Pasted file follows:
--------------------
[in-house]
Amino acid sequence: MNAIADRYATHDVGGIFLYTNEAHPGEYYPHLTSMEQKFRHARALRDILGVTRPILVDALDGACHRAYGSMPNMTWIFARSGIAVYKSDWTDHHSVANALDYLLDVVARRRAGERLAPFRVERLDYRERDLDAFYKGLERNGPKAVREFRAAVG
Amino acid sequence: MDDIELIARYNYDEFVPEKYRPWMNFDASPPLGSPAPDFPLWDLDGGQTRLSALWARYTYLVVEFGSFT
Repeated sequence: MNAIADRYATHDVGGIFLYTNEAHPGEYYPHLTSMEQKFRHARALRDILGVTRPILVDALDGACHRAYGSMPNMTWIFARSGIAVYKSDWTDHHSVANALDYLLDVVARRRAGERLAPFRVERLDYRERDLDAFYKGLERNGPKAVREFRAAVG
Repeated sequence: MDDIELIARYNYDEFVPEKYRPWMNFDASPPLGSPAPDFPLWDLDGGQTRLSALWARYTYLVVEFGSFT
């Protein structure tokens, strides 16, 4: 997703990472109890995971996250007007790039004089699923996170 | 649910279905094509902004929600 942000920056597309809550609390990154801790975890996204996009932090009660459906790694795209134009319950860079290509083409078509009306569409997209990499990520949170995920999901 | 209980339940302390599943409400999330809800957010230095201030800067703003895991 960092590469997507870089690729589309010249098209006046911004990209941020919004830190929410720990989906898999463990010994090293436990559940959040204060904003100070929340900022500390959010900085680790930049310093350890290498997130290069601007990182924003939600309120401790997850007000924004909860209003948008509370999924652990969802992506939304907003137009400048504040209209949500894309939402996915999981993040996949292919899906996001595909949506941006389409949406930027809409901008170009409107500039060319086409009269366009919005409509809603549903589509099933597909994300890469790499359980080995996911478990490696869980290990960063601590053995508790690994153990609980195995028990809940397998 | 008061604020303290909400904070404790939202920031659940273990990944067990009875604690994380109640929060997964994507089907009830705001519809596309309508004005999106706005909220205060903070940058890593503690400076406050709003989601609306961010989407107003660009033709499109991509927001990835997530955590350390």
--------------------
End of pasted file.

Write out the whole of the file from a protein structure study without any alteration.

[in-house]
Amino acid sequence: MNAIADRYATHDVGGIFLYTNEAHPGEYYPHLTSMEQKFRHARALRDILGVTRPILVDALDGACHRAYGSMPNMTWIFARSGIAVYKSDWTDHHSVANALDYLLDVVARRRAGERLAPFRVERLDYRERDLDAFYKGLERNGPKAVREFRAAVG
Amino acid sequence: MDDIELIARYNYDEFVPEKYRPWMNFDASPPLGSPAPDFPLWDLDGGQTRLSALWARYTYLVVEFGSFT
Repeated sequence: MNAIADRYATHDVGGIFLYTNEAHPGEYYPHLTSMEQKFRHARALRDILGVTRPILVDALDGACHRAYGSMPNMTWIFARSGIAVYKSDWTDHHSVANALDYLLDVVARRRAGERLAPFRVERLDYRERDLDAFYKGLERNGPKAVREFRAAVG
Repeated sequence: MDDIELIARYNYDEFVPEKYRPWMNFDASPPLGSPAPDFPLWDLDGGQTRLSALWARYTYLVVEFGSFT
């Protein structure tokens, strides 16, 4: 997703990472109890995971996250007007790039004089699923996170 | 649910279905094509902004929600 942000920056597309809550609390990154801790975890996204996009932090009660459906790694795209134009319950860079290509083409078509009306569409997209990499990520949170995920999901 | 209980339940302390599943409400999330809800957010230095201030800067703003895991 960092590469997507870089690729589309010249098209006046911004990209941020919004830190929410720990989906898999463990010994090293436990559940959040204060904003100070929340900022500390959010900085680790930049310093350890290498997130290069601007990182924003939600309120401790997850007000924004909860209003948008509370999924652990969802992506939304907003137009400048504040209209949500894309939402996915999981993040996949292919899906996001595909949506941006389409949406930027809409901008170009409107500039060319086409009269366009919005409509809603549903589509099933597909994300890469790499359980080995996911478990490696869980290990960063601590053995508790690994153990609980195995028990809940397998 | 008061604020303290909400904070404790939202920031659940273990990944067990009875604690994380109640929060997964994507089907009830705001519809596309309508004005999106706005909220205060903070940058890593503690400076406050709003989601609306961010989407107003660009033709499109991509927001990835997530955590350390």